Russotti and Doherty, who serves as the team’s head coach, will take the team to Las Vegas, twice to Kentucky, to Wheeling, West Virginia, and to Dayton, Ohio for the Flyin’ To The Hoop Showcase MLK weekend, where it will face nationally-ranked La Lumiere (LaPorte, Ind.). The team doesn’t have a gym of its own, so its uses one on a donation basis that belongs to Grace Church of Napa Valley. The players either live in dorms at Justin-Siena or with host families. 

   Is the gym situation ideal? No, it’s not. Would Prolific Prep love to play competitive games locally to save on costs and the wear and tear of travel? Sure, it would. But there is no plan to change the model and big plans for the future.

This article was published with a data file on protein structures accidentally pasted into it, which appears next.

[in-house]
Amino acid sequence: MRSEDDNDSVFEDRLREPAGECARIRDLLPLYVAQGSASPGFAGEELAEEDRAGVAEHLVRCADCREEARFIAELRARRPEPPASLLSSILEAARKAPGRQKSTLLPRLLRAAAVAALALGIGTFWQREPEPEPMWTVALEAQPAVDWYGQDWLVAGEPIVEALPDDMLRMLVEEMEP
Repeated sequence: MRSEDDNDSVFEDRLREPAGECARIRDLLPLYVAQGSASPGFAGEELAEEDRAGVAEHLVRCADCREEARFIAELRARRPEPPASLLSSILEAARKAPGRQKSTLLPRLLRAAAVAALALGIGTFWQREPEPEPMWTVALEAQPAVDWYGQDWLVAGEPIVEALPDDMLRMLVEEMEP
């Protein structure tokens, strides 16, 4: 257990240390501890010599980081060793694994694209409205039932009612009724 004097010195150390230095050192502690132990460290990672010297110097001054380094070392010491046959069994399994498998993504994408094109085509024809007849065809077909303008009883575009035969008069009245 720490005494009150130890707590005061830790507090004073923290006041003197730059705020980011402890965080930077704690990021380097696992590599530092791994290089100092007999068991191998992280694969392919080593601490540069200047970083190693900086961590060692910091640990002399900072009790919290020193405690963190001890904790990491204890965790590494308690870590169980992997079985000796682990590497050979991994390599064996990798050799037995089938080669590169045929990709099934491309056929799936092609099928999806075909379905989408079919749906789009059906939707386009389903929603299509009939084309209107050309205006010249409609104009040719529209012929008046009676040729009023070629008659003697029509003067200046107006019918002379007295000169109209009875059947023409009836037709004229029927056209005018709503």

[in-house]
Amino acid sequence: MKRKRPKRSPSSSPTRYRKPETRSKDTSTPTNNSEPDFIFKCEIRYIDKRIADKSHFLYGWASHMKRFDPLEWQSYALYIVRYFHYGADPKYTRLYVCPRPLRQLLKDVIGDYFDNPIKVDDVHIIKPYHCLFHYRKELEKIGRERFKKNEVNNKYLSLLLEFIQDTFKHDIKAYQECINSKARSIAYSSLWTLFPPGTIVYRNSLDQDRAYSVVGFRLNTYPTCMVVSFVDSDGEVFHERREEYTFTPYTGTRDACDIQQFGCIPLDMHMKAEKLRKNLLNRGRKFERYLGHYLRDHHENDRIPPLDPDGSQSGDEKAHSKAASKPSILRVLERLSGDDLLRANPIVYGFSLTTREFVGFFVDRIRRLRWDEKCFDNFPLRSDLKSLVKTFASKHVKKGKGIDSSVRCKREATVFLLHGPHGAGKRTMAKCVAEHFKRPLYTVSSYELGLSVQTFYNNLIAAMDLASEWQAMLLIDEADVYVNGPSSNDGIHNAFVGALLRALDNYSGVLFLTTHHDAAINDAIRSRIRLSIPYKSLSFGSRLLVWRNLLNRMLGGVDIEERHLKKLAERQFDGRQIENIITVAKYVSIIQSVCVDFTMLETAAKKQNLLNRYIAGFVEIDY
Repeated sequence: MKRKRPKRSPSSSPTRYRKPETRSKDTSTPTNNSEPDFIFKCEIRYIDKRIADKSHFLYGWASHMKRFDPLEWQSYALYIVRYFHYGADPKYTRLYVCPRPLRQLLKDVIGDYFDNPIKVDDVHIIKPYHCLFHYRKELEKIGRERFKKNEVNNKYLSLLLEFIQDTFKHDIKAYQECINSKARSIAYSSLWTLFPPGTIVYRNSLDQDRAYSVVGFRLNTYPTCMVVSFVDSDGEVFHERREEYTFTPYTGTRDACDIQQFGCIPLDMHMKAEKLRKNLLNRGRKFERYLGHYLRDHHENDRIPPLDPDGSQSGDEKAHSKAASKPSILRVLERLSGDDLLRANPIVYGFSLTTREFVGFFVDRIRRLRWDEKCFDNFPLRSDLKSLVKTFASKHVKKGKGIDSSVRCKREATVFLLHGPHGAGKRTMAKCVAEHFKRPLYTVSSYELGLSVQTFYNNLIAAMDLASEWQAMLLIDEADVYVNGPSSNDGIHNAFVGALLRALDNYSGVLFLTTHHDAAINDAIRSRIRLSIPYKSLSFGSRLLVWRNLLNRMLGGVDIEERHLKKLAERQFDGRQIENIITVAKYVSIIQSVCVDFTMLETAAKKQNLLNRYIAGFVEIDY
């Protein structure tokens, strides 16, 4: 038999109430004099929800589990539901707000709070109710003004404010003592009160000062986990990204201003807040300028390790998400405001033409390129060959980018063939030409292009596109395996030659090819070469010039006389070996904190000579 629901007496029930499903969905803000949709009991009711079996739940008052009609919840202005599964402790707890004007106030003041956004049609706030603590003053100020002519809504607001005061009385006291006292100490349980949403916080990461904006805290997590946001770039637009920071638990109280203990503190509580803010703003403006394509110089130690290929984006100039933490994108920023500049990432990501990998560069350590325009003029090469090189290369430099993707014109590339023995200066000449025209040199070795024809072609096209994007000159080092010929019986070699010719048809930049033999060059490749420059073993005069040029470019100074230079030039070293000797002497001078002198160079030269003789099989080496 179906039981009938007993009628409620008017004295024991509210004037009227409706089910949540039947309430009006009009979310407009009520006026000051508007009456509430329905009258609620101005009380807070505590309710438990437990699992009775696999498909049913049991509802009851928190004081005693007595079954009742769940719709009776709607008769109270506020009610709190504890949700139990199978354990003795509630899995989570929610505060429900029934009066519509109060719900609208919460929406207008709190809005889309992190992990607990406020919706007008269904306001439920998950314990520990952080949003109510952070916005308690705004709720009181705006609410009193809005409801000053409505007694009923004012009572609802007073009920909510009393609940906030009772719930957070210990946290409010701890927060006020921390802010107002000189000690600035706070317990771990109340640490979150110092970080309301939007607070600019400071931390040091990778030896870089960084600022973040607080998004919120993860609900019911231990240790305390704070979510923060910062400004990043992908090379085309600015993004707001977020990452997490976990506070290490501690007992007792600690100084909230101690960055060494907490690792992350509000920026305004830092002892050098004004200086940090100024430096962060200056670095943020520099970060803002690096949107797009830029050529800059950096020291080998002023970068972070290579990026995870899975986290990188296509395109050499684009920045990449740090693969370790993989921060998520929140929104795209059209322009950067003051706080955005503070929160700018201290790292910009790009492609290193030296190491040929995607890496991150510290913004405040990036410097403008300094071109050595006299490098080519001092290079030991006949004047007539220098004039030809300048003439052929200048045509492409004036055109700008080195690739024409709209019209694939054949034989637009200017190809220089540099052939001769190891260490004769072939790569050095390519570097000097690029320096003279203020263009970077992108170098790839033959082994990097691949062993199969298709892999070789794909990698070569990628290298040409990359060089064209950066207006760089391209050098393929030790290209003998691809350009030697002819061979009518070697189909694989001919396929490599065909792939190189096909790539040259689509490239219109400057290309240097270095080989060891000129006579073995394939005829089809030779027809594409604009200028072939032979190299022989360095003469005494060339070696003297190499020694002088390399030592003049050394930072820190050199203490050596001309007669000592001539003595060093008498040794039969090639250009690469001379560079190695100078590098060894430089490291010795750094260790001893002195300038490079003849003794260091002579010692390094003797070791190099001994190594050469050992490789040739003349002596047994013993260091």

“Next year we’ll be in a state-of-the art facility and all the players will go to the same school,” Russotti said. “We don’t care where the players come from and we’ll have more top 25-type players. We don’t want 10 top 25-type kids, that won’t work. We want guys who will know their roles and the best cultured kids for our progressive curriculum.”         

   If this academy model thrives, it could be a tipping point for a fundamental change in the way players with pro potential are cultivated in America. It would pattern the established model in many European countries, where the best young players live and train together year-round.